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by Shraddha NairPublished on : Mar 12, 2023
Sunaparanta Goa Centre for the Arts opened an exhibition titled Growing Like A Tree: Sent A Letter, the third iteration of its kind. Over time, the body of exhibitions has accumulated a historical value of its own and the curators have leveraged its narrative to create a cohesive third edition. Bunu Dhungana and Sadia Mariam Rupa approached the task of curating Growing Like A Tree, which has initially been curated by visual artist Sohrab Hura. The series of exhibitions has been conceptualised to, in its essence, foster ideas of growth and transformation, the ethos of which has been maintained by the curators. The title of the exhibition, which is inspired by Indian artist Dayanita Singh's work from 2007, titled Sent A Letter, was also the prompt provided by Hura when inviting the curators onto this project. Singh's work was also retained as a citation for the first iteration of Growing Like A Tree. This exhibition draws from the concept of a forest and the way it grows, while proposing to view images as modes of address. Rupa and Dhungana took some time out to speak to STIR about the process of building the exhibition.
"We had a starting point for building the exhibition because it had a history of the previous two iterations. We wanted to keep some core ideas from the theoretical structure of curation that Hura had developed, such as seeing works in clusters, works as residues, works as citations and notations, and artists fading in and out,” shared the co-curators. The art curators had also previously participated in a book-building residency with Singh and other artists at Singh’s Goa home. The curators explained further, “We had been working on the show for a year and were constantly sharing works that we were drawn to. We made the show ours by shifting the exhibition core towards ideas of decay, nurture, pollination, desire, season and memory-making. We were drawn to these words because they refer to processes and cycles. These words were our anchor to ground and build the show. As artists both of us work intuitively, so we followed the same process for our curation.”
From pollination to memory-making, the scope of this showcase is vast and one might easily lose sight of the message being conveyed. In this edition of Growing Like A Tree, Dhungana and Rupa embrace the idea of multiplicity. They shared saying, “We were more interested in the idea of milieu than one strand of thought… The intent for us was to create an exhibition that allows for unpacking of many themes rather than an exhibition being packed into one theme.” With over 25 artists on view, the myriad ideas on view build an experience where the whole is greater than the sum of its parts. The curators don’t avoid but encourage the influence of one work on another. Dhungana continues to explain, “We invite the viewers to look at works not just in terms of spatial clusters but across spaces in Sunaparanta. For instance, standing in front of Sathish Kumar's Town Boy (2011-2020), grasping the tender, little moments one might hear the beating sound of growing fungus of wires of Farah Mulla's Adventitious (2022). It’s not one or the other, it’s the coexistence of different and complex stories, thoughts and perceptions. Even for us, we find newer connections and clusters when we go to the gallery every day. We see new threads.”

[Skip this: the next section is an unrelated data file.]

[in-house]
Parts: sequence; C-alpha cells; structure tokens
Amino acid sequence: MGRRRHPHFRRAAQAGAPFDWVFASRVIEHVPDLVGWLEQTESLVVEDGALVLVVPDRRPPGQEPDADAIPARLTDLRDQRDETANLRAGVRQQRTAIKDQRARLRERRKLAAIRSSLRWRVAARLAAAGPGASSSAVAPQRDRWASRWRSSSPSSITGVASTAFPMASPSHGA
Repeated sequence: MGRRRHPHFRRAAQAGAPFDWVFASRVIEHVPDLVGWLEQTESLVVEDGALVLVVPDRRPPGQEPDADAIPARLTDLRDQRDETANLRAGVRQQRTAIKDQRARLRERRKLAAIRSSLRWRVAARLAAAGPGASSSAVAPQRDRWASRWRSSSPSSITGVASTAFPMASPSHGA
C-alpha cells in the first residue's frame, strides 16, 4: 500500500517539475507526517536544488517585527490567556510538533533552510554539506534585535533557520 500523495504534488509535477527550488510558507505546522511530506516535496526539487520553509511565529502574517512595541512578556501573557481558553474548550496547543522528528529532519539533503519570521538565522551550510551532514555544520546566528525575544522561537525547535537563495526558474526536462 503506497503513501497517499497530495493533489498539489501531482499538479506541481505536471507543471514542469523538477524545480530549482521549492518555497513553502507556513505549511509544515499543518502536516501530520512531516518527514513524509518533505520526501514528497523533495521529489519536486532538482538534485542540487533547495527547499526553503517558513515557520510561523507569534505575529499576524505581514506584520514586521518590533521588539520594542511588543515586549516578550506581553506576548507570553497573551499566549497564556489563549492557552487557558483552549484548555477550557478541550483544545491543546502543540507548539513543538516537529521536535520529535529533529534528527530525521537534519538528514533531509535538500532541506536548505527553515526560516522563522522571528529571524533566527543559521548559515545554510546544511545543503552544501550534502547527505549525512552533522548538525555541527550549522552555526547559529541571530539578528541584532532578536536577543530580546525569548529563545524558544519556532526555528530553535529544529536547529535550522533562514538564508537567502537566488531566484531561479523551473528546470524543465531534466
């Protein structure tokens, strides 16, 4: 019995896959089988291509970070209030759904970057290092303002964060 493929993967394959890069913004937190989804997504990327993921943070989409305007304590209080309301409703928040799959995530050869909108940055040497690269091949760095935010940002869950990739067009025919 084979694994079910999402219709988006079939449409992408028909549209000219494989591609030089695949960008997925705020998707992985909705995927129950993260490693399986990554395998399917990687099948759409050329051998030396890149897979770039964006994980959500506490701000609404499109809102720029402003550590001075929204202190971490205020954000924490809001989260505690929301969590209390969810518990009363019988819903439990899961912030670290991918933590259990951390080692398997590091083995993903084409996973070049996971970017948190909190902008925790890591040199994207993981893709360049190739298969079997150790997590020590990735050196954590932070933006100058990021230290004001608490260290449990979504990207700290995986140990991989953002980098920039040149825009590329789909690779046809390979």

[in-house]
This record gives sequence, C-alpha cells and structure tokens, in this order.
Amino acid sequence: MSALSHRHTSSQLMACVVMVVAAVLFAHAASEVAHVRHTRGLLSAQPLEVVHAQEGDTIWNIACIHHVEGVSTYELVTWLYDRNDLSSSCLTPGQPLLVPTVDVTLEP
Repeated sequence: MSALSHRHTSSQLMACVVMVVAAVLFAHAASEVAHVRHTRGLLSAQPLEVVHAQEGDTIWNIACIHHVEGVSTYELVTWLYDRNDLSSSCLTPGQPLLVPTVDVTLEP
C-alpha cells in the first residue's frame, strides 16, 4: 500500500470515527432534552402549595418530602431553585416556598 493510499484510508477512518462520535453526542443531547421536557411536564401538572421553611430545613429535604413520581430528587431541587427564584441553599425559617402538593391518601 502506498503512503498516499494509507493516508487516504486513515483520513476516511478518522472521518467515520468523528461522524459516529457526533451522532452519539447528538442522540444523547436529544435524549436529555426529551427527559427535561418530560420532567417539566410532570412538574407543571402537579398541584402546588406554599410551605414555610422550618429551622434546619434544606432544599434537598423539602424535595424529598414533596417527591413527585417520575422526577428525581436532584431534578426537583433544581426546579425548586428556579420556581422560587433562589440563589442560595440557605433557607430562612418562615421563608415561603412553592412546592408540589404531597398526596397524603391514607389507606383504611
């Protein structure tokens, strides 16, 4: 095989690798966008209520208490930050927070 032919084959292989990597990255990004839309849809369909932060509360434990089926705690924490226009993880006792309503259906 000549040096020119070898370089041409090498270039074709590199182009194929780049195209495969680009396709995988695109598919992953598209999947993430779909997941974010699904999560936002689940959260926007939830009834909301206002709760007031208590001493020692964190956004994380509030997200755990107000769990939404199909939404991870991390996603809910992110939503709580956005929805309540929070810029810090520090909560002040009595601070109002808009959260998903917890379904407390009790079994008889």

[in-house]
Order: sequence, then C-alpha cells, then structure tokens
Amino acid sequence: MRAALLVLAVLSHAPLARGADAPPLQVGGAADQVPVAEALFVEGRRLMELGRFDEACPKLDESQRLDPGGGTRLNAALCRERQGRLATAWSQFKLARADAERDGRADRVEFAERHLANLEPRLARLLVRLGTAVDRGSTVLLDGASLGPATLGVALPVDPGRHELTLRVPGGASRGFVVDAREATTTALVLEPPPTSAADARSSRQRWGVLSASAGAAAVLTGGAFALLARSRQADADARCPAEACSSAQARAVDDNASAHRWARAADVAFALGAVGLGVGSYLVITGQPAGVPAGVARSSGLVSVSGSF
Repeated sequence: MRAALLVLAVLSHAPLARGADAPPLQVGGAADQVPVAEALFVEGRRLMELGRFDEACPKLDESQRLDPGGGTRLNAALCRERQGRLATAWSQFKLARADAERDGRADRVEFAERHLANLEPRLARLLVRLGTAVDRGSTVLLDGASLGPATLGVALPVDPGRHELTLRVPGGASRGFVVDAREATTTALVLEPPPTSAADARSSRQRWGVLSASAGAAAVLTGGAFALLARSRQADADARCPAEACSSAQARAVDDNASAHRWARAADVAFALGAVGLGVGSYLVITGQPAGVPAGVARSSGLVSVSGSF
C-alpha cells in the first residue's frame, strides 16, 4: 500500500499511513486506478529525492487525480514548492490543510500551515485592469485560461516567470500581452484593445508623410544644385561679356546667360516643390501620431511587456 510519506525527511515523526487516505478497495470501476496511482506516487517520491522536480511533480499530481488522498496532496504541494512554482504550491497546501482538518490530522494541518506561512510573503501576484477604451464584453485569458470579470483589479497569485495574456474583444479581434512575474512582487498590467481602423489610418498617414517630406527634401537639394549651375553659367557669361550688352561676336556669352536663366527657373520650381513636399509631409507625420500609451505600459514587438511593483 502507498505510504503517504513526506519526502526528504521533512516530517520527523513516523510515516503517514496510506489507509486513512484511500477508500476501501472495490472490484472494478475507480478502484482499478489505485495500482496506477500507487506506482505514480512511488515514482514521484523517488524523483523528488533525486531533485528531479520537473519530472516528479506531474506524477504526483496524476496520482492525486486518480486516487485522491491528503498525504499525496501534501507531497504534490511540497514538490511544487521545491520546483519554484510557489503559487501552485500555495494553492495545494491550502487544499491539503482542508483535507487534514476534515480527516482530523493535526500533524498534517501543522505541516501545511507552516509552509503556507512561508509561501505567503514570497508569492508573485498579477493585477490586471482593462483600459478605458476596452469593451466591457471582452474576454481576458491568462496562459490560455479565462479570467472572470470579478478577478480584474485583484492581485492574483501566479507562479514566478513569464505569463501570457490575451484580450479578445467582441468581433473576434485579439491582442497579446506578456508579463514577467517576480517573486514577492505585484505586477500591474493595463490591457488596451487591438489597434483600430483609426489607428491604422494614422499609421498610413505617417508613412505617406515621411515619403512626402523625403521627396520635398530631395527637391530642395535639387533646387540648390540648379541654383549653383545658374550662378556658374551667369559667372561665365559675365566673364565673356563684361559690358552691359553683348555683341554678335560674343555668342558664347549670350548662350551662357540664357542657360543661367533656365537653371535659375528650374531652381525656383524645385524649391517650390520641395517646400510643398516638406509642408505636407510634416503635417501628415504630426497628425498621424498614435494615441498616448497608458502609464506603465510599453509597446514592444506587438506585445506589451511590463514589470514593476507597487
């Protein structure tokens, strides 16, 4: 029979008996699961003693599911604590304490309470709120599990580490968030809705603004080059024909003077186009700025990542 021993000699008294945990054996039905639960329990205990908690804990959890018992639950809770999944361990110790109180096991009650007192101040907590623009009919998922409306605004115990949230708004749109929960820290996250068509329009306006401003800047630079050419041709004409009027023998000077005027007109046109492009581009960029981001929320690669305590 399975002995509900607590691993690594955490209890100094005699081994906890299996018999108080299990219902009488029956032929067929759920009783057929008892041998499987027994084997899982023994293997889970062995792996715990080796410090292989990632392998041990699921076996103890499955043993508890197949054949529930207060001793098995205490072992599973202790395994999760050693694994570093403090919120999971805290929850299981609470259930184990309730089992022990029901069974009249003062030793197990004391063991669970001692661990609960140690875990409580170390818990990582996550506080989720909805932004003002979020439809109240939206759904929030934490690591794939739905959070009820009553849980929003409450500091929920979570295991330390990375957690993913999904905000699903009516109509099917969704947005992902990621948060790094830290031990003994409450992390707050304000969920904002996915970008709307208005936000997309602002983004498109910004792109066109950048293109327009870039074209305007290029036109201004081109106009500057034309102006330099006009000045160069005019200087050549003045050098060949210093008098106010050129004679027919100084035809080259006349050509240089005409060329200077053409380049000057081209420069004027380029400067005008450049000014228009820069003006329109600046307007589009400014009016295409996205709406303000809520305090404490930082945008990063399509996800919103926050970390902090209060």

Hura’s work in the initial editions of the exhibition created a scaffolding for the debuting curatorial duo to engage with. In the first two shows, Hura looked at the history of image making in South Asia, a region which houses a complex political landscape as well as ancient art and craft practices. Rupa said, “The exhibition consciously looked to break the definition of South Asia. We are from Kathmandu and Dhaka where Hura’s practice is strongly interconnected, and our practice is interconnected with his… We are interested in women’s perspective and are drawn strongly towards books making and films as mediums, we wanted to expand that further in the show.”
The line-up of artists on view at Growing Like A Tree: Sent A Letter represents the work of many female artists, a positive reflection of the change of curatorial leadership. The art exhibition also holds a strong presence of Goa-based artists, providing fertile soil for the local art scene. Nida Mehboob, one of the artists on view, shares her film How I Like It (2021), which talks about the sexual exploits of women in Pakistan, where sex-positivity is taboo. Photographer Jaisingh Nageswaran uses his camera to share his narrative as part of the Dalit community, an underserved and marginalised group of people in India. The exhibition sheds light on indigenous culture, family structures, menstruation, patriarchy, and more. Although diverse, the showcase reflects the complex nature of South Asian society and its simultaneous entanglement with traditions of the past and ideologies of the present.
Growing Like A Tree has incorporated a series of artist and curator talks into the exhibition itinerary and has also created an online repository of information in the form of essays and documents to supplement the showcase for viewers to access. The exhibition that opened in December 2022 is on view until May 15, 2023.
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